The GWCC home page contains a two-panel graphic containing satellite and radar observations and a severe weather outlook courtesy of the NOAA NWS Storm Prediction Center. The following is a brief overview of these graphics (organized by column from top to bottom):
- GOES-16 (or GOES-East) and GOES-17 (or GOES-West) Geo-Color Satellite Imagery (upper panel) – This image, obtained by the GOES-16 and the GOES-17 (Geostationary Operational Environmental Satellite) imagers provides as close an approximation to daytime True Color imagery as is possible, and thus allows for an intuitive interpretation of meteorological and surface-based features. At night, instead of being dark like in other visible bands, an IR-based multispectral product is provided that differentiates between low liquid water clouds and higher ice clouds. A static city lights database derived from the VIIRS (Visible Infrared Imaging Radiometer Suite) Day Night Band is provided as the nighttime background for geo-referencing purposes. The 5-min imagery is projected per the satellite’s native orthographic projection. Note, that GOES-East satellite images on different web pages (or in different GWCC posts) may use different enhancement or “false color” image temperature scales. Colorized images, such as these, should always have their own color key included for geo-referencing purposes. The Geo-Color imagery regions included in the upper-panel of the home page include North America, Central America, South America, as well as much of the Central/Eastern Pacific and Atlantic Ocean basins. (credit: CIRA)
- Storm Prediction Center (SPC) convective outlook (lower panel) – SPC issues a wide array of severe weather and other thunderstorm-related guidance and outlook products. They also issue tornado and severe thunderstorm watches and fire weather outlooks. This image, which is often updated several times a day, shows expected thunderstorm and severe thunderstorm activity for “Day 1.” “Day 1” extends from the forecast time until the next 1200 GMT (Greenwich Mean Time or 8:00 a.m. E.D.T / 7:00 a.m. E.S.T. Favored areas for thunderstorm / severe thunderstorm activity are depicted as, “to the right of a line,” as shown by an arrow at the end of any line.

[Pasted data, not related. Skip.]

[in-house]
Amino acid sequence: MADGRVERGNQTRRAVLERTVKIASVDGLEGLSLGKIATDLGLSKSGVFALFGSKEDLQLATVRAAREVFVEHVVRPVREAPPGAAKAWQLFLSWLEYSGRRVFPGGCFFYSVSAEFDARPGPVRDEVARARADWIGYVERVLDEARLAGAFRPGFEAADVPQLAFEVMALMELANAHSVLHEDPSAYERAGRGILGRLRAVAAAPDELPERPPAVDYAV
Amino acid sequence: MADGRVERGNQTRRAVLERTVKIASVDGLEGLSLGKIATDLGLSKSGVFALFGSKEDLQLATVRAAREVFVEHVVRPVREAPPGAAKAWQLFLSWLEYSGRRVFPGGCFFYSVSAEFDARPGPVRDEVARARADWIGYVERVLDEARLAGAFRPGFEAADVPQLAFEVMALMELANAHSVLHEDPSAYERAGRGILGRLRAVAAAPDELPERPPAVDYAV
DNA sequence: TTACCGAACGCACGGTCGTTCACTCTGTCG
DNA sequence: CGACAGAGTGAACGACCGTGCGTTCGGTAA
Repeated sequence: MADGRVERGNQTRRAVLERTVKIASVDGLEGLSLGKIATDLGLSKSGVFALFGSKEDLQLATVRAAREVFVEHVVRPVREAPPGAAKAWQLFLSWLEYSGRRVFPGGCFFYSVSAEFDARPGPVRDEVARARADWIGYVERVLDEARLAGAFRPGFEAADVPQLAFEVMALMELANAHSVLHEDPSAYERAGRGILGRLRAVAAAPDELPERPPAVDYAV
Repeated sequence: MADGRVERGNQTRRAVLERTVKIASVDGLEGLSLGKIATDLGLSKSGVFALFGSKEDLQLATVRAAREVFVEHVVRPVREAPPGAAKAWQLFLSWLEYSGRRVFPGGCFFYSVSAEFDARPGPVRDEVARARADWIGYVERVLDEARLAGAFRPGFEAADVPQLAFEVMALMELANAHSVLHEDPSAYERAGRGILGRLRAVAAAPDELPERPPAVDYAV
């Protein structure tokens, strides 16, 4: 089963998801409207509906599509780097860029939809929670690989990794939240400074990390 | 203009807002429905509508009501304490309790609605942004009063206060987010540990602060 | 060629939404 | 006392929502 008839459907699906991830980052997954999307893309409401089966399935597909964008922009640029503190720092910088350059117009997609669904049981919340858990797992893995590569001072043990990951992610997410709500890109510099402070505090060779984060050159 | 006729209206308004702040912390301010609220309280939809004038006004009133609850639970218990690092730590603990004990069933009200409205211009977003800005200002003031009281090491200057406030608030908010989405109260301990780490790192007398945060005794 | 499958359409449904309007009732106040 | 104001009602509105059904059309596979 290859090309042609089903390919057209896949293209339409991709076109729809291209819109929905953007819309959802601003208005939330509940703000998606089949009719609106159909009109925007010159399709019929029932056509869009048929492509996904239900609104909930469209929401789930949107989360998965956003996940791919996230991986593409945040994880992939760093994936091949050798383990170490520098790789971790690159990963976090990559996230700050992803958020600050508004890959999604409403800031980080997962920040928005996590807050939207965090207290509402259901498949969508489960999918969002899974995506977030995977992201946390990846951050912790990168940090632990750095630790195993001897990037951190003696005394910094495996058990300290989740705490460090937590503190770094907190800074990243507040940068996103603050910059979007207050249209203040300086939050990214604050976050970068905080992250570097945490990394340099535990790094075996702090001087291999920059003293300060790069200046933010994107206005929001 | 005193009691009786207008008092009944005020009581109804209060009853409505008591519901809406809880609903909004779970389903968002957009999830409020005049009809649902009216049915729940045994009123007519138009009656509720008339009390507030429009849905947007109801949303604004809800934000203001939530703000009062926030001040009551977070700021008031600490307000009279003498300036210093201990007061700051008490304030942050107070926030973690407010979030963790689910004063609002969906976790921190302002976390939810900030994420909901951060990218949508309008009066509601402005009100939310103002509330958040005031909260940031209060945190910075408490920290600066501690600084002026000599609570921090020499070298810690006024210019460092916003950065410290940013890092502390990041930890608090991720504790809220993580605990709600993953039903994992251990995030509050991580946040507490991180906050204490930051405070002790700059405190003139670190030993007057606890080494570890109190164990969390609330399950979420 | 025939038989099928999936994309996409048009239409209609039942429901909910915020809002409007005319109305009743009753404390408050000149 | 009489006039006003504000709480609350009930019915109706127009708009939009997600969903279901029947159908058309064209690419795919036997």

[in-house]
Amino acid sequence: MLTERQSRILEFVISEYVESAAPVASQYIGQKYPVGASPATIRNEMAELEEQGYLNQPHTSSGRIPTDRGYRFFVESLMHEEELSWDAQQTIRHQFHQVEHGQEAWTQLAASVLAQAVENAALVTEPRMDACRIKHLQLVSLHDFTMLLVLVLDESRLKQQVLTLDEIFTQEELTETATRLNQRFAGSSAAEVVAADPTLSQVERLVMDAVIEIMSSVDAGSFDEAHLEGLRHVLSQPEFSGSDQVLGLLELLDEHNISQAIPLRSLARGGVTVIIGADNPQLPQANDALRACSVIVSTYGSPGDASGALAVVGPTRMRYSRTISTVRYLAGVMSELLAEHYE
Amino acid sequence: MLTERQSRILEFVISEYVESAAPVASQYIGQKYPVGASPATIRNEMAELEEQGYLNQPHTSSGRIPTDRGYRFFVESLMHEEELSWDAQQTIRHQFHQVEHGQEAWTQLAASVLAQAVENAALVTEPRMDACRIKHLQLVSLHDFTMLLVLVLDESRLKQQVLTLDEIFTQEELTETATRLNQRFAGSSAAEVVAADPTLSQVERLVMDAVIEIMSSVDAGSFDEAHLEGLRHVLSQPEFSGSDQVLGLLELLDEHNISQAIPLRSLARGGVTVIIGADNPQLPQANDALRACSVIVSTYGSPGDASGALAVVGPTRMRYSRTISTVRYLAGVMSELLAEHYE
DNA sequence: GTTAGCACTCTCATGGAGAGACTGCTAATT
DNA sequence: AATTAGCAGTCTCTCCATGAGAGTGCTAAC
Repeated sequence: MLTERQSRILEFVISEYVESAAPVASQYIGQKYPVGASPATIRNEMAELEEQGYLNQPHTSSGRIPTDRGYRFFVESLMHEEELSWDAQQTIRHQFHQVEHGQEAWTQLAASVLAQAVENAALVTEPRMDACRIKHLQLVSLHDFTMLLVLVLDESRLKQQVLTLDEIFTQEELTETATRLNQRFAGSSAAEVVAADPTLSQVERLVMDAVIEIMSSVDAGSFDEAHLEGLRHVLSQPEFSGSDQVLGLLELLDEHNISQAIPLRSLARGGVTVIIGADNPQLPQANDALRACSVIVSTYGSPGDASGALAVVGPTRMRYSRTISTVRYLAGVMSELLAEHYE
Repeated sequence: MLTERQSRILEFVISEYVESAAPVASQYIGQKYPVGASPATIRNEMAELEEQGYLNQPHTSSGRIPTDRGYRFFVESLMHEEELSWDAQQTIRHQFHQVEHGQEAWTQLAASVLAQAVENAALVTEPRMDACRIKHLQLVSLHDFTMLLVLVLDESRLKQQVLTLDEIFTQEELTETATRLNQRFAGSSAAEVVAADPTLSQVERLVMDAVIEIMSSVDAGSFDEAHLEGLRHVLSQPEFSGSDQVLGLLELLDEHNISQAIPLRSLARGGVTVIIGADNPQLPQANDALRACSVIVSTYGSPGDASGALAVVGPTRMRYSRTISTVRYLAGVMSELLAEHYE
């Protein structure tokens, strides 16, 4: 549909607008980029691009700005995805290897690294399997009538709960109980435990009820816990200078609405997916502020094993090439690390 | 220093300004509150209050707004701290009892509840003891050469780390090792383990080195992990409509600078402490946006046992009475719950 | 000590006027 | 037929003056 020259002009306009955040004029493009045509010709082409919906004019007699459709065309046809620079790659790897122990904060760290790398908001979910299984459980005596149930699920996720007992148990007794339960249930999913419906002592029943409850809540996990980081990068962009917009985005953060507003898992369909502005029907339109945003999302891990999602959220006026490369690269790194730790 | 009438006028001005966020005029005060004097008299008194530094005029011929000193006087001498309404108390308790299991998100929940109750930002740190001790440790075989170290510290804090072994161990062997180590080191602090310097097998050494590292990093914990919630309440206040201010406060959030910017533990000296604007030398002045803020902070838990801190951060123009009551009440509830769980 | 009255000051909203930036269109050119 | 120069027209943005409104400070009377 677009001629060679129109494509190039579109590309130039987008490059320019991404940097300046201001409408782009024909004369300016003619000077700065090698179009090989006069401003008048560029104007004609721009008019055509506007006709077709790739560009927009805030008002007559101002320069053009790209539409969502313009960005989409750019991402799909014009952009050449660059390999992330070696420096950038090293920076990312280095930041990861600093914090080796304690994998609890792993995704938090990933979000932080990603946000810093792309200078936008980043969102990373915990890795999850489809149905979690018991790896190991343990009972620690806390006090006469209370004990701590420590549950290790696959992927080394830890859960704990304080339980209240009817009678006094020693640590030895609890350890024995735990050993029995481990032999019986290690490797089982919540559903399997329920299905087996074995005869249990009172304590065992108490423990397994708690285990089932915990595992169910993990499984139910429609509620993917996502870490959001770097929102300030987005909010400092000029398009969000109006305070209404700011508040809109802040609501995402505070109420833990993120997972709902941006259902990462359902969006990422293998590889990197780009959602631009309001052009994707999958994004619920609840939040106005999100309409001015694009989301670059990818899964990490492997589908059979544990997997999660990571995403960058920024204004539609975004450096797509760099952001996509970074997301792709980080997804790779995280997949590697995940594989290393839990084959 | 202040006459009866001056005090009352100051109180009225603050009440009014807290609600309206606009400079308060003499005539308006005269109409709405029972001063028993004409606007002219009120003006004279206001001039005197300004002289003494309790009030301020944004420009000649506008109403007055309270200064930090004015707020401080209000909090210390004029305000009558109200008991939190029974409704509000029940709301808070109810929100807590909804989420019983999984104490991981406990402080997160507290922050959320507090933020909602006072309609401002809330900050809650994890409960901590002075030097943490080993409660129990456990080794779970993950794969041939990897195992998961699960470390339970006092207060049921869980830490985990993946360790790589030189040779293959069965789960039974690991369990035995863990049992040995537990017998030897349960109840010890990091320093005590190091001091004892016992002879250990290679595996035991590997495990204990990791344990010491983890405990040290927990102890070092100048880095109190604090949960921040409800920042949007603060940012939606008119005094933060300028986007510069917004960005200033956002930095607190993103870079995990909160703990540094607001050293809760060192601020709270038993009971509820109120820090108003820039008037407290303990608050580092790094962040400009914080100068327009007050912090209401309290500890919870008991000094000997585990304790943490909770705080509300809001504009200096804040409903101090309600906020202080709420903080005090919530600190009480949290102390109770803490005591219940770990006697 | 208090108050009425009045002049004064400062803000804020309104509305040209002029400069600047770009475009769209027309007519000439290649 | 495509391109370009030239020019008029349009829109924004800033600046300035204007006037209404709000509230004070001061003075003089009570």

- Storm Prediction Center (SPC) current weather watch graphic (lower panel) – SPC issues a wide array of severe weather watches as situations require their issuance. This is the current graphic which shows any severe thunderstorm and tornado watches which are in effect over the contiguous United States at the present time. Please read about the purpose of our watches for further information.
- Storm Prediction Center (SPC) current mesoscale discussions graphic (lower panel) – SPC issues situational updates severe weather and winter weather-based updates for more extreme weather events across the contiguous U.S. in both real-time and shorter-term (1 to 4 hour) outlooks which are referred to as mesoscale discussions (MD’s). This is the current graphic showing any MD's which are in effect over the contiguous United States at the present time. Please read the description of the purpose of our MD's for further information.
- National radar composite image (lower panel) – This image brings together radar reflectivity data from some 100 plus dual-polarization radar sites throughout the contiguous 48 states. Radars measure how much energy atmospheric solids and liquids (hydrometeors such as snow, hail, and rain, as well as particles such as dense smoke and volcanic ash) reflect back to a radar site. The greater the reflectivity value (shown in dBz units), the greater the concentration of so-called “hydrometeors,” solids and other objects (e.g., birds, bats), the radar beam may intercept. The color scale ranges from blues and greens (the lowest reflectivities) to reds and purples (the highest reflectivities).